My trip to Lydiate set off a whole train of thoughts.

When on the tiller I always get comments like: Oh, my wife wouldn’t think of steering the boat. And: One doesn’t see a lot of women steering narrowboats.
So I know I’m a relatively rare species.
But what does the wife do when something happens to the other half? And they are in the middle of nowhere?

Galley Slave cum Deck Hand cum Chief Engineer

Some men say: Oh, my wife knows how to steer the boat.
Yes, but I realize now that steering the boat is not the issue here. If the man is in bed, or, even worse, is not there at all, the woman is a single hander. Which certainly adds a couple of new dimensions to narrowboating!

The fact that you have to take your own decisions. And deal with the consequences… Like: do I desperately try to moor in front of the CRT barge or do I take advantage of the wind, let WRT drift to the other side (where I can moor safely), and take it from there?

The fact that you only have two hands (only one when the other is on the tiller or holding a rope), when you would need two hands on the middle rope, and four more hands to hammer mooring pins in.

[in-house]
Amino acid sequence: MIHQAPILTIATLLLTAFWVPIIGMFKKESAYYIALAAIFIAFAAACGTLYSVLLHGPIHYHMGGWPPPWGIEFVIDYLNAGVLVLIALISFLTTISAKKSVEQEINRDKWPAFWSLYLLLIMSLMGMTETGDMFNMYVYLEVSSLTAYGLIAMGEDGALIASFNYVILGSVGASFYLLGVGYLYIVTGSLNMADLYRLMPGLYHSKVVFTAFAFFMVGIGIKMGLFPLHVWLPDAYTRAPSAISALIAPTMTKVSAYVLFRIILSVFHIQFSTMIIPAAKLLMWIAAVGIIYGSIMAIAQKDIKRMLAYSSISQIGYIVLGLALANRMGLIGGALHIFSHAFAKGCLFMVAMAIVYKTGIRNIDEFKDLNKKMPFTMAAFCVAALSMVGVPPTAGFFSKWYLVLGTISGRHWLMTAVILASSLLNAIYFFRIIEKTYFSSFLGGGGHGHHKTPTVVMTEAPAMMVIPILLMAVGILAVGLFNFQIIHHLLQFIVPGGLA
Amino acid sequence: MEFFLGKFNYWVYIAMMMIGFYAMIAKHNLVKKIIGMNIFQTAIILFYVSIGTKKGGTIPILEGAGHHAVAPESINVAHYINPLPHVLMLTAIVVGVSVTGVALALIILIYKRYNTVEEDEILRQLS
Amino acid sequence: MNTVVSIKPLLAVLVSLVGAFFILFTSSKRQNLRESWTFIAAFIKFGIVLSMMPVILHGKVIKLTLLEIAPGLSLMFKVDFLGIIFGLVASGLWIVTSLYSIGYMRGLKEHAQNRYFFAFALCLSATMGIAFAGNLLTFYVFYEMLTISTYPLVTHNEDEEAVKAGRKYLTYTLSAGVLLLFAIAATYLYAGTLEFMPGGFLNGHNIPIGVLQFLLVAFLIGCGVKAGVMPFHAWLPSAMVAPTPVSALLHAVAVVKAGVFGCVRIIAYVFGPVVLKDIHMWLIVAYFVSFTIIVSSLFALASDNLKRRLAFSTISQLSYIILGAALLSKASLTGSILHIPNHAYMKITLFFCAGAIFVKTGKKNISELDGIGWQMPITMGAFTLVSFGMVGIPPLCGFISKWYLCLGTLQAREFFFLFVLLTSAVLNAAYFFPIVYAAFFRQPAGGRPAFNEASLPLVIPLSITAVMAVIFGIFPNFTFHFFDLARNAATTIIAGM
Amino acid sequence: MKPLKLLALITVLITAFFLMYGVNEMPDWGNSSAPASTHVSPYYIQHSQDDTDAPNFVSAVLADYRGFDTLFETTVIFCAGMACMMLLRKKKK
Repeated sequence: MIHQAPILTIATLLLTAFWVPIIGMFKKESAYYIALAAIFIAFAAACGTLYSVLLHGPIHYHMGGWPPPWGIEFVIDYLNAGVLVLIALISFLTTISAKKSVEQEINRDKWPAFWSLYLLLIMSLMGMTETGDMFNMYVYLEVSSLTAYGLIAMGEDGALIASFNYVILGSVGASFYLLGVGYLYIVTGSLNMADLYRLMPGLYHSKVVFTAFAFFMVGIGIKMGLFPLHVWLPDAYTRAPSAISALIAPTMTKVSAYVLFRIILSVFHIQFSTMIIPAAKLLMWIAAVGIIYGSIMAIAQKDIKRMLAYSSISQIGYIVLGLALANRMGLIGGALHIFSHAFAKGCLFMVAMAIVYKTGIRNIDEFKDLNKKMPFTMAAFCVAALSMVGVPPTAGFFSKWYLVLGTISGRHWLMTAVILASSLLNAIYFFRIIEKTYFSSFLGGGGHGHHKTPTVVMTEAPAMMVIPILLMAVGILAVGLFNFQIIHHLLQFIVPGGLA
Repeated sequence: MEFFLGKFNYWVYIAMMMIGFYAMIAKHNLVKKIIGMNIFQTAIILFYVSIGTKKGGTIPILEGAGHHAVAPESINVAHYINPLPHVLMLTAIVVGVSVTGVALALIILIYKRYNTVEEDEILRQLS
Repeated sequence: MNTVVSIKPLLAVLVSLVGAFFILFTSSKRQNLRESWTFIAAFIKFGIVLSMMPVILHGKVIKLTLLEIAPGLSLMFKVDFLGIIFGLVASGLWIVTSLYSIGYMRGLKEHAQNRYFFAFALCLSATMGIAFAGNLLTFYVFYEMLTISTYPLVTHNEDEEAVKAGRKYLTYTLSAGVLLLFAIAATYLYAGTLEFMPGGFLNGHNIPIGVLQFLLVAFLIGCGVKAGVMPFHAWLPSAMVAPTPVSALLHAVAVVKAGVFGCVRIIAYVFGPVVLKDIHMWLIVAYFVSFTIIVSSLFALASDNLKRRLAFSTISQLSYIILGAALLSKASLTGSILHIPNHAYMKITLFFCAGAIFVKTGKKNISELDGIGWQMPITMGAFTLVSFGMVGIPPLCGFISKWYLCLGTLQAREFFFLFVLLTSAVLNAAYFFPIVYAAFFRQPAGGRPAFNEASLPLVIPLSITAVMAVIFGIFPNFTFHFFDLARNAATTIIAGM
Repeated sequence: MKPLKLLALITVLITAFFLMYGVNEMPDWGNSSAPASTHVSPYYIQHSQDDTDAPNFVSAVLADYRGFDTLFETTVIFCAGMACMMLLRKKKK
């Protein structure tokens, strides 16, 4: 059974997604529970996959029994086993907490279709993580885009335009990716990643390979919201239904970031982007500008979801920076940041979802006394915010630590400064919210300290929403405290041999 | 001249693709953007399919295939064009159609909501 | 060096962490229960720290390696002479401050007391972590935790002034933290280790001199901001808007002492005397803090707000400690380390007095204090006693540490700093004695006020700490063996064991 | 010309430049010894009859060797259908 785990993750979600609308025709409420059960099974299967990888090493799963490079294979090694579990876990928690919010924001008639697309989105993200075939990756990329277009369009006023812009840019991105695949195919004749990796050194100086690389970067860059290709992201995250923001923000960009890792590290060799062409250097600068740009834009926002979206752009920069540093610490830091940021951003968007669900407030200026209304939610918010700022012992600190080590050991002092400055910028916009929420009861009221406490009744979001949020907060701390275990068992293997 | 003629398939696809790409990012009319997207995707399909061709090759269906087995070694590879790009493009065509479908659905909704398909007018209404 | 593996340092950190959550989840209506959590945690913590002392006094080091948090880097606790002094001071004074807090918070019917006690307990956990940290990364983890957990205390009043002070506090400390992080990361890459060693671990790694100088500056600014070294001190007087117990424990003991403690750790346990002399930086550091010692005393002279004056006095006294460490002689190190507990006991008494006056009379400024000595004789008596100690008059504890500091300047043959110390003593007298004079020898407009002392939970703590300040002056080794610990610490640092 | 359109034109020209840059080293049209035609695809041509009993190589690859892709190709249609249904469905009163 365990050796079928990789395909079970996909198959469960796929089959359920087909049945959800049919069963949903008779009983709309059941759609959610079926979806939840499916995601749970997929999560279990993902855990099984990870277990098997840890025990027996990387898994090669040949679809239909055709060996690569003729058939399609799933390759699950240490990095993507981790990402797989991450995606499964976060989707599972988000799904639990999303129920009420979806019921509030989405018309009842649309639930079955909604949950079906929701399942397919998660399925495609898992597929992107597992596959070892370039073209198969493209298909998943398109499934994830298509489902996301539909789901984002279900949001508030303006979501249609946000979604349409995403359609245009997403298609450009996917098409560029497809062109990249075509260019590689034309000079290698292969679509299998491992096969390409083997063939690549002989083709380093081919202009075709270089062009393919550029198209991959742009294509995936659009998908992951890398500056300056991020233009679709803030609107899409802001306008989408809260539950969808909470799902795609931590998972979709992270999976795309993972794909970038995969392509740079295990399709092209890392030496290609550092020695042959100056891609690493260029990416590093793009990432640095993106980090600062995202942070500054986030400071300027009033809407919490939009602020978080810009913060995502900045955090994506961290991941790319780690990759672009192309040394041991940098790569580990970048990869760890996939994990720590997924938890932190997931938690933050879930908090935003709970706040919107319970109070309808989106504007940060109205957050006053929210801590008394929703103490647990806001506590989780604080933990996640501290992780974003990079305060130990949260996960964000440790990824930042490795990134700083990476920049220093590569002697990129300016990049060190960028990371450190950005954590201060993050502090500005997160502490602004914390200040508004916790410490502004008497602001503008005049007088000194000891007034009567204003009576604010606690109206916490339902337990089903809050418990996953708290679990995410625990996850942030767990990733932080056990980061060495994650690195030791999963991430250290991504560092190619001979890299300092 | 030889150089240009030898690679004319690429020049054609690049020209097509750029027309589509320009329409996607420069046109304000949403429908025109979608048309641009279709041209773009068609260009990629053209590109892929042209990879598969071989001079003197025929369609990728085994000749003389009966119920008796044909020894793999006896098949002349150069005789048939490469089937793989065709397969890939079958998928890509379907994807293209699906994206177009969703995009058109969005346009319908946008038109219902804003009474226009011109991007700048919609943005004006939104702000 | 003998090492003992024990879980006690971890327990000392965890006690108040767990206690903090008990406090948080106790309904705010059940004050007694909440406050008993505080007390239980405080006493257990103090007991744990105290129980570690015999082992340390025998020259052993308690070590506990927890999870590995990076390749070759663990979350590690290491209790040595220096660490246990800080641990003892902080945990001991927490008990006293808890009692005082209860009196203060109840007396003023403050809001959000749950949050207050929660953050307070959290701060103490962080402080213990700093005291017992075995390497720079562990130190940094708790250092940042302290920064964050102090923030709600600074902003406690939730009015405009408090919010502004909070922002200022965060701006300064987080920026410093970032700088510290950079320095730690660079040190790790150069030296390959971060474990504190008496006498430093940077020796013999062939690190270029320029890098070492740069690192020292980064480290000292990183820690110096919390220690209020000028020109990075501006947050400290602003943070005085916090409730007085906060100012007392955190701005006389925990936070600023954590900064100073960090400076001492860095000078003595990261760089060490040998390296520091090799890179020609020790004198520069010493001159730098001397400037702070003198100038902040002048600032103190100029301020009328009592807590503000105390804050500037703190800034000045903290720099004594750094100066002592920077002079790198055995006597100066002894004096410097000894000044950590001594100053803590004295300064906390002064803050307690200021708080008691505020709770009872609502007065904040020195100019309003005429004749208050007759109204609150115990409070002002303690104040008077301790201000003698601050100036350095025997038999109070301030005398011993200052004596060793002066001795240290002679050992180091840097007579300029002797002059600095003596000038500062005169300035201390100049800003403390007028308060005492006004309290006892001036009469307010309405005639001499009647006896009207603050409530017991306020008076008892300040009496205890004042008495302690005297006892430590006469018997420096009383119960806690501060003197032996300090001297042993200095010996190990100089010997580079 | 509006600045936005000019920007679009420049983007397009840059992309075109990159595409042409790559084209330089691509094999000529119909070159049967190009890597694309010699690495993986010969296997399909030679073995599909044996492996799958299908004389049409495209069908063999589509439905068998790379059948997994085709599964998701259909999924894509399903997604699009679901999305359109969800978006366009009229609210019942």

The fact that you are 57 kg (at least I am) and you need to hold 18 tons of WRT in a gale force wind.

And all this is without mentioning doing locks and (swing)bridges on your own, identifying possible engine problems, keeping an eye on your batteries and cleaning the propeller every few hours.

I think every wife should take out the boat on her own, for a weekend or so. Because if all problems add up: something wrong with husband + strong winds + locks/bridges + the first time doing this on your own… YOU BETTER HAVE SOME EXPERIENCE!


One thought on “No Crew

  1. Ian Coldwell on May 5, 2017 at 7:30 pm said:

    Couldn’t agree more, there’s a lot more to single handing than meets the eye and most people would benefit from having a try before they are forced into it by circumstances such as you imagine.
    Plus it’s fun!

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